England is on track to have diagnosed 95% of people living with HIV by 2025, putting it in a position to eliminate HIV transmission by 2030, say researchers at the MRC Biostatistics Unit, University of Cambridge, and Public Health England (PHE).

In 2014, UNAIDS set an ambitious target of 90-90-90 by 2020 – that is, 90% of all people living with HIV will know their HIV status; 90% of all people with diagnosed HIV infection will receive sustained antiretroviral therapy; and 90% of all people receiving antiretroviral therapy will have viral suppression. 

According to the Cambridge and PHE team, in 2019 there were an estimated 105,200 people living with HIV in the UK, of whom 94% were aware of their HIV status. In addition, 98% of those living with diagnosed HIV were on treatment, and 97% of these were virally suppressed. In other words, England had already reached the HIV transmission UNAIDS goals.

In a publication today in The Lancet Public Health, the researchers extended their analysis of evidence from multiple surveillance, demographic, and survey datasets relevant to HIV in England from estimating HIV transmission prevalence in a single year to estimating the trends over time in HIV prevalence. Trends in the number of people living with HIV, the proportion of people unaware of their HIV infection, and the corresponding prevalence of undiagnosed HIV transmissions are reported.

According to their analysis, the estimated number of people in England living with HIV aged 15-74 years who were unaware of their infection were cut in half from 11,600 in 2013 to 5,900 in 2019, with a corresponding fall in prevalence from 0.29 to 0.14 per 1,000 people.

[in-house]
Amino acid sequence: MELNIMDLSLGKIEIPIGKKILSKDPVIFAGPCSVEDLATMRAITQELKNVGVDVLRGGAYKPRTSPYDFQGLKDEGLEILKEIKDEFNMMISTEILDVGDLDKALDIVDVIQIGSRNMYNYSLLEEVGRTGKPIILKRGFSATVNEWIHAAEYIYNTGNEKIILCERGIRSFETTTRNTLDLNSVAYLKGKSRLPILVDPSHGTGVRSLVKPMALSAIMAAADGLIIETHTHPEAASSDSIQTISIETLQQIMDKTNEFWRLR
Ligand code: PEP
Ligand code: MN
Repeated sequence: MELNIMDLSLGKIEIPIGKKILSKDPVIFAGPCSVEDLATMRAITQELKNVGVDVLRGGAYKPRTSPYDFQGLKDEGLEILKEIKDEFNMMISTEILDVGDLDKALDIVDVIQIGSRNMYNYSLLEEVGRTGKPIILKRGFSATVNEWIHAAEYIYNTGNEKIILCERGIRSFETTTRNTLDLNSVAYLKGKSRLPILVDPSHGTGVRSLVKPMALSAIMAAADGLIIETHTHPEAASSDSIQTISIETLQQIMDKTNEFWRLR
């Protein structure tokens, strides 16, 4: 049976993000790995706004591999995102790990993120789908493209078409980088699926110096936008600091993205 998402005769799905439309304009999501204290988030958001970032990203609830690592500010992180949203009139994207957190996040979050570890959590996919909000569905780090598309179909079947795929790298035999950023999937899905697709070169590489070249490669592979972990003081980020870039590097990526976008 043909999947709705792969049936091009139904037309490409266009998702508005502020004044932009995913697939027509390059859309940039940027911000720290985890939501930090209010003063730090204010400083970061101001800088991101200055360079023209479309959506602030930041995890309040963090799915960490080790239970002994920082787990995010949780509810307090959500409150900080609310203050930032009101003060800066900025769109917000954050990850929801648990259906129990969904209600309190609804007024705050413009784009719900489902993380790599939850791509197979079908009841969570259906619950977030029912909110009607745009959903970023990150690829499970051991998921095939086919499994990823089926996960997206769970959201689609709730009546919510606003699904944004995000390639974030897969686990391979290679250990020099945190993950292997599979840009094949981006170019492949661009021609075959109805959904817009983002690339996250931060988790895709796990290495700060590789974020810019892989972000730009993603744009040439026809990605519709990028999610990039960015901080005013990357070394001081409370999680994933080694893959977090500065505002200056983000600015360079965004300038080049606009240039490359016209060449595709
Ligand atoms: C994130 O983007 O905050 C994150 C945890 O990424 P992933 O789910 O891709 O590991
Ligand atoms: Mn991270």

At the same time, the increase in the number of people living with diagnosed HIV resulted in the total number of people living with HIV rising from 83,500 to 92,800 over the same period. The percentage of people living with HIV whose infection was diagnosed therefore steadily increased from 86% in 2013 to 94% in 2019, reaching the UNAIDS target in 2016 – and even earlier, in 2013, for Black African heterosexuals.

“Overall, we see a positive picture for the HIV epidemic in England, with a dramatic fall in the number of people living with undiagnosed HIV,” says Daniela De Angelis, PhD, from the MRC Biostatistics Unit, the study’s senior author. “We estimate we are already several years ahead of the UNAIDS 2020 goals and are on target to reach 95% diagnosed by 2025 and to eliminate HIV infections by 2030.”

In England, gay, bisexual, and other men who have sex with men, and Black African heterosexuals remain disproportionately affected by HIV, with considerably higher undiagnosed HIV prevalence per population in 2019 than heterosexuals in other ethnic groups. However, undiagnosed HIV prevalence rates within these communities have seen dramatic falls: for gay, bisexual, and other men who have sex with men, prevalence fell from 13.9 to 5.4 per 1,000, and for Black African heterosexuals prevalence fell from 3.3 to 1.7 per 1,000 population.